With oil from the still-gushing, five-week-old Deepwater Horizon leak lapping unimpeded into the marshes of Louisiana, on Tuesday the President of the United States jetted past the oily Gulf to a San Francisco fund-raiser for Sen. Barbara Boxer, held, incredibly, at the home of the 350th richest person in America -- Gordon Getty, inheritor of the Getty Oil fortune. Hollywood satirists couldn't make this stuff up.
If nothing else, Barack Obama has his priorities. This was the president's second trip to California to raise money for Sen. Boxer in two months. His first was the day before the Deepwater Horizon explosion. Then, he went to Los Angeles and held three fund-raisers that collected more than $3 million for Boxer and the DNC. His Tuesday haul, 35 days after the start of the as yet uncontained leak, was a reported $1.7 million for Boxer and the Democratic Senatorial Campaign Committee. Extinguishing emergencies is not this president's strong suit, but he is one fine raiser of cash.
Understandably, California is where the president goes to raise money for Democrats. Compared to the rest of America, it is a hotbed of vibrating passion for the Party of Big Government. (It also is on the verge of bankruptcy, but never mind.) In the last four years, Democratic registrations in California have risen from 42.7 percent of registered voters to 44.6 percent, while Republican registrations have fallen from 34.6 to 30.8. The especially friendly territory, though, is San Francisco, where this president retreats when it's time to vent about those retrograde elements elsewhere in this country too backward and ignorant to support his far-sighted agenda.
The median household income in San Francisco is $72,000 -- a mere $20,000 higher than the national average. Twenty-eight percent of San Franciscans age 25 or older have a bachelor's degree, compared to 17 percent of Americans, and 16 percent have a post-graduate degree, compared to 10 percent of Americans. More than a quarter (27 percent) of all registered Democrats in California live in or around San Francisco, which hasn't had a Republican mayor since 1964. If you want to mock the philistines of middle America, this is the place to do it.
On Tuesday, the president did just that, in his own, unique "what fools these mortals be" kind of way. Speaking to the adoring crowd of donors, the president mocked the mouth-breathers of the hinterlands, saying, "There are members of their base who think if somebody even smiles at me, they think, 'You're a traitor. You smiled at Obama.'"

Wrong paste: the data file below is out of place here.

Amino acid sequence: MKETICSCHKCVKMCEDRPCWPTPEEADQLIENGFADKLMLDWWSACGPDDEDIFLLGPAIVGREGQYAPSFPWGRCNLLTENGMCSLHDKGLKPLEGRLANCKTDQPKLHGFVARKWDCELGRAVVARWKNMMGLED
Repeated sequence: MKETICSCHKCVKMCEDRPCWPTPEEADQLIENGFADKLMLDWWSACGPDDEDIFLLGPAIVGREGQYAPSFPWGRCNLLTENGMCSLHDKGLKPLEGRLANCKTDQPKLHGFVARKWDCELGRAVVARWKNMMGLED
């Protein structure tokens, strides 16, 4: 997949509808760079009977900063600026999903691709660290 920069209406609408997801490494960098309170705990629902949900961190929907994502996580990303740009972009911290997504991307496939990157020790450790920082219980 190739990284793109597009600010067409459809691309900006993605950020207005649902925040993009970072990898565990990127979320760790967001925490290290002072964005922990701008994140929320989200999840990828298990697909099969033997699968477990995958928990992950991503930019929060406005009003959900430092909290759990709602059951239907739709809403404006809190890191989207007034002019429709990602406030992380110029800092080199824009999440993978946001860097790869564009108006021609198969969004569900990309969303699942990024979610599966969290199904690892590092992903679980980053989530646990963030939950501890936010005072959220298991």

I would venture to say that exactly no one in America thinks that. But it is a tasty morsel to toss to the Super-Rich Elitists Club of the Greater Bay Area. How many of them have ever met a Republican, after all? They probably gather at Masa's and regale each other with stories of the time they saw some demented, poorly attired plebian hop the streetcar with a copy of Sarah Palin's book protruding offensively from her cheap handbag.
It is no mystery why the president chooses to belittle his opposition from the enlightened hills of the city by the bay. The ideals that motivate average Americans to resist the president's Great Remaking of American society -- independence, self-reliance, individual liberty -- are as foreign there as alien death rays. In San Francisco, he can let his guard down. They are his people.
Remember, it was in San Francisco -- at a fund-raiser -- that candidate Obama said, "they get bitter, they cling to guns or religion or antipathy to people who aren't like them or anti-immigrant sentiment or anti-trade sentiment as a way to explain their frustrations."
He wasn't speaking of the locals who shop at Fillmore Street. He was talking about hick Pennsylvanians, safely out of sight 2,800 miles away.
When the president tells San Franciscans, as he did on Tuesday, that he just can't work with Republicans because they are so intent on irrationally blocking his agenda, how are they to know any better? What context do they have? Who do they know who disagrees with the president on anything save the speed with which he has chosen to disassemble "don't ask don't tell"? How many of their friends listen to Rush Limbaugh, read the Wall Street Journal editorial page, or have ever held a hunting rifle?
After complaining to the roomful of wealthy donors that Republicans refuse to cooperate or work with him in a bipartisan manner, Obama, apparently without any awareness of contradiction, had the crowd chanting happily back at him when he said of Republicans, "if you want to get in, we'll give you a ride. But we're not going to let you drive."
Because that is the spirit of bipartisanship on vivid display: you can sit helplessly in the back as we rocket this baby wherever our heavily Europhile sense of direction takes us, but you'd better keep your yap shut.
And although that is the attitude with which the administration governs, neither the president nor his friends can fathom why anyone would be upset with him. The philistines want to drive? Well isn't that cute. Listen, they can hold on to those Bibles and guns -- for now, anyway -- but they are NOT clinging to the steering wheel.
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